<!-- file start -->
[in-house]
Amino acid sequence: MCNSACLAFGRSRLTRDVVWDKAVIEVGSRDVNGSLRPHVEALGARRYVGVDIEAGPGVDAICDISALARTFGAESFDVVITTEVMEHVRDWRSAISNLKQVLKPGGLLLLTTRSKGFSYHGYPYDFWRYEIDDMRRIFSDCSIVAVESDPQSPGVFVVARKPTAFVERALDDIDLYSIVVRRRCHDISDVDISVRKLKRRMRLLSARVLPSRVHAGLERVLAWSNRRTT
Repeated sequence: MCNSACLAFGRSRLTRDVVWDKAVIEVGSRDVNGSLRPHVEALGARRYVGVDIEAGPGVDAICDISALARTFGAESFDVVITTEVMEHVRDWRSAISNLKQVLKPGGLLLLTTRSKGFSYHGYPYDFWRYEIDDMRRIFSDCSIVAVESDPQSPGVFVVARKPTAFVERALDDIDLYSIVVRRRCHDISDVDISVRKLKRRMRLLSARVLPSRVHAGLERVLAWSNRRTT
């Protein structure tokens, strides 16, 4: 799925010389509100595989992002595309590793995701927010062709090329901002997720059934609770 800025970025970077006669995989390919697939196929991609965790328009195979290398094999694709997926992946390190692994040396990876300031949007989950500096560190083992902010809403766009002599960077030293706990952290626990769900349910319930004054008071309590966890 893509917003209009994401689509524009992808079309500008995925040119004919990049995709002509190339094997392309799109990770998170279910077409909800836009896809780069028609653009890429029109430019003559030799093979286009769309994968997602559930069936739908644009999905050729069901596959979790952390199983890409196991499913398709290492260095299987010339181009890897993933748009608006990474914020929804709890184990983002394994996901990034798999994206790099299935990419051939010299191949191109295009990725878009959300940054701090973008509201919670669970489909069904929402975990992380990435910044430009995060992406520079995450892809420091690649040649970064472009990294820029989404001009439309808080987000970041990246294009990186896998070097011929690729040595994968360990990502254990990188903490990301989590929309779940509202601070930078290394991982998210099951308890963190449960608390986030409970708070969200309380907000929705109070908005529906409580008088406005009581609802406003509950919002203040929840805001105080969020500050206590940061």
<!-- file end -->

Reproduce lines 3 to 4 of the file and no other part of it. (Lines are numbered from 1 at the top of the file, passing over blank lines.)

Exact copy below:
Repeated sequence: MCNSACLAFGRSRLTRDVVWDKAVIEVGSRDVNGSLRPHVEALGARRYVGVDIEAGPGVDAICDISALARTFGAESFDVVITTEVMEHVRDWRSAISNLKQVLKPGGLLLLTTRSKGFSYHGYPYDFWRYEIDDMRRIFSDCSIVAVESDPQSPGVFVVARKPTAFVERALDDIDLYSIVVRRRCHDISDVDISVRKLKRRMRLLSARVLPSRVHAGLERVLAWSNRRTT
């Protein structure tokens, strides 16, 4: 799925010389509100595989992002595309590793995701927010062709090329901002997720059934609770 800025970025970077006669995989390919697939196929991609965790328009195979290398094999694709997926992946390190692994040396990876300031949007989950500096560190083992902010809403766009002599960077030293706990952290626990769900349910319930004054008071309590966890 893509917003209009994401689509524009992808079309500008995925040119004919990049995709002509190339094997392309799109990770998170279910077409909800836009896809780069028609653009890429029109430019003559030799093979286009769309994968997602559930069936739908644009999905050729069901596959979790952390199983890409196991499913398709290492260095299987010339181009890897993933748009608006990474914020929804709890184990983002394994996901990034798999994206790099299935990419051939010299191949191109295009990725878009959300940054701090973008509201919670669970489909069904929402975990992380990435910044430009995060992406520079995450892809420091690649040649970064472009990294820029989404001009439309808080987000970041990246294009990186896998070097011929690729040595994968360990990502254990990188903490990301989590929309779940509202601070930078290394991982998210099951308890963190449960608390986030409970708070969200309380907000929705109070908005529906409580008088406005009581609802406003509950919002203040929840805001105080969020500050206590940061």